All this to say, the book is not only compelling but a reliable and fascinating account of the survivors not just of Hiroshima, but of the men and women deemed “double survivors,” those who left Hiroshima in time for the bombing in Nagasaki.

Pellegrino gives voice to their suffering, their sorrow, and their spirit of survival in what is, for me, required reading on the subject.

Add it to your Goodreads list.

Series Obsession: Aunt Dimity by Nancy Atherton

29th July 2015

My reading has taken a distinctly different path since I complained about my “all cozy mystery, all the time” reading diet. However, reading about the Pacific War all the time could get a girl down, so for every nonfiction book or so, I throw in a cozy mystery.

My first experience with Aunt Dimity was Aunt Dimity & the Lost Prince back in 2013, and as fun as I proclaimed the series, it wasn’t until this year that I picked her up again. Since then, I’ve read six others, and Atherton’s latest, Aunt Dimity & the Summer King is no less charming. Aunt Dimity isn’t exactly a ghost, per se…but she does “speak” to Lori Shepherd through her notebook. For someone who really hates reading anything supernatural, Dimity’s presence doesn’t bother me. In fact, she is frank enough to often put Lori in her place when she needs it, something more cozy mystery heroines could use.

In Aunt Dimity & the Summer King, Lori’s beloved Finch seems to be in some kind of trouble. There are rumors of a developer coming in, changing the pastoral neighborhood (nosy neighbors and all!), and pricing out the locals.

But Lori can’t get any inside information. Upset about the possibility and distracted by family events and a looming birthday, Lori is thrilled when she meets her father-in-law’s eccentric neighbor Arthur Hargreaves. However, his name is mud with Lori’s neighbors over some ages-old feud between Finch and the adjacent village, of which Hargreaves is a part.

Lori (with Aunt Dimity’s ever-present help) is just the person to sort out such a mess and put to bed old grudges.

Aunt Dimity & the Deep Blue Sea was one of my favorites. Lori’s husband Bill receives a series of death threats. Scotland Yard believes it must be a former client (Bill is a family estate attorney), but to be safe, Lori and the boys are ferried to a remote island off the Scottish coast. The boys have their own bodyguard, as does Lori. But the island is harsh and unforgiving, proven when a human skull washes ashore.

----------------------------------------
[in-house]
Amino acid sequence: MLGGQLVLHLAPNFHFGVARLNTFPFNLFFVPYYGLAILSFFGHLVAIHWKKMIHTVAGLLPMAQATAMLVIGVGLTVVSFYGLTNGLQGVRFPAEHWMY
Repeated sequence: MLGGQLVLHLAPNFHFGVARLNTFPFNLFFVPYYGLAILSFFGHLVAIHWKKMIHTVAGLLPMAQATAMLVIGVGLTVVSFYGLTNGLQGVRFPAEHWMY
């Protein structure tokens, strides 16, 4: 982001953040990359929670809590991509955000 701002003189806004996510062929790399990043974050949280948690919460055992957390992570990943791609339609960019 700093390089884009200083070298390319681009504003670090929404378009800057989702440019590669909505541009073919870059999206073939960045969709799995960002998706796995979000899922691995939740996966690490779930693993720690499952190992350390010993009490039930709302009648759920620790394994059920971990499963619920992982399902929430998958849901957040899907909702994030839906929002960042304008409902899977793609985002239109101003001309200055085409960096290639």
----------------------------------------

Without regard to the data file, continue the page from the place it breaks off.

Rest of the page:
A chance encounter with a family friend puts even more suspicion in Lori’s head, and with the evidence mounting, Lori is sure the island’s inhabitants have a secret.

More suspenseful than others I’ve read in this series, Aunt Dimity & the Deep Blue Sea would be a great entry into the series.

In Aunt Dimity & the Family Tree, Lori’s hair is on fire. She’s attempting to event plan and hire her father-in-law’s staff all at one time. When a local gets herself into trouble, Aunt Dimity offers up a plan that’s sure to work…if absolutely everything goes perfectly. But of course, in Finch, there is no perfect, but Lori is more concerned about Willis, Sr. and his new live-in staff. They’re a little too good at their jobs, and Lori worries they may be trying to hoodwink her father-in-law.

Dimity keeps her from jumping to too many conclusions, and she learns a lot more than she bargains for by the end of the day.

Aunt Dimity seems to be a well-loved series, as each time I mention it or post a book on Facebook or Goodreads, someone comments. There’s little violence here, but Atherton’s look at village life in the Cotswolds has me aching to visit.

*While Aunt Dimity & the Summer King was sent to me by the publisher for review, I have purchased the other Aunt Dimity books I have read and have given my honest opinion of each.